The share of adults in the United States who own tablet computers nearly doubled over the holiday selling season, according to a new survey by the Pew Internet & American Life Project.
Ownership of tablet computers increased from 10% to 19% between mid-December and early January. The same surge in growth applied to e-book readers, which also jumped from 10% to 19% over the same time period.
The Pew Center says the findings are striking “because they come after a period from mid-2011 into the autumn in which there was not much change in the ownership of tablets and e-book readers. However, as the holiday gift-giving season approached, the marketplace for both devices dramatically shifted.”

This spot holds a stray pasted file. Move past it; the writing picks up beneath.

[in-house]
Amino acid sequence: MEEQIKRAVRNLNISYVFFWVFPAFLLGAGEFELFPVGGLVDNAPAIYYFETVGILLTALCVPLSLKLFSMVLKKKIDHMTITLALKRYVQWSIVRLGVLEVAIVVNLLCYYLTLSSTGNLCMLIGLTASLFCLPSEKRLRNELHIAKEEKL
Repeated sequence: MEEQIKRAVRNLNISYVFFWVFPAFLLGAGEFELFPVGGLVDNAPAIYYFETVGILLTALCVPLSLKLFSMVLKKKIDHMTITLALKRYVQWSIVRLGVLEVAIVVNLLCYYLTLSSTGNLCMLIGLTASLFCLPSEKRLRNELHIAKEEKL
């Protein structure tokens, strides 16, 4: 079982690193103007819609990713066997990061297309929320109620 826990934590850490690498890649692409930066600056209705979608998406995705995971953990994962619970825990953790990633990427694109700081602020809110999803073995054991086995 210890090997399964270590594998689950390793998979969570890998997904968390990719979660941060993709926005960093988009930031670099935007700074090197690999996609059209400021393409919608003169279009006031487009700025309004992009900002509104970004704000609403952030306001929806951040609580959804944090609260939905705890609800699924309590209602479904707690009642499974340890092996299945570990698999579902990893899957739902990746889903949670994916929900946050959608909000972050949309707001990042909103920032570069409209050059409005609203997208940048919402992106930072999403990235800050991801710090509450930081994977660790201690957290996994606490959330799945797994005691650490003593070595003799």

Pew attributes some of that adoption to the introduction of relatively cheaper versions of Amazon’s Kindle and Barnes and Noble’s Nook Tablet. In the e-book reader world some versions of the Kindle and Nook and other readers fell below $100.
The results come from ongoing surveys by the Pew Research Center’s Internet & American Life Project aimed at tracking growth in the ownership of both devices. A pre-holiday survey was conducted among 2,986 people age 16 and older between November 16 and December 21, 2011 and has a margin of error of +/- two percentage points.
The post-holiday data come from the combined results of two surveys – one conducted January 5-8 among 1,000 adults age 18 and older and another conducted January 12-15 of 1,008 adults. The combined surveys have a margin of error of +/- 2.4 percentage points.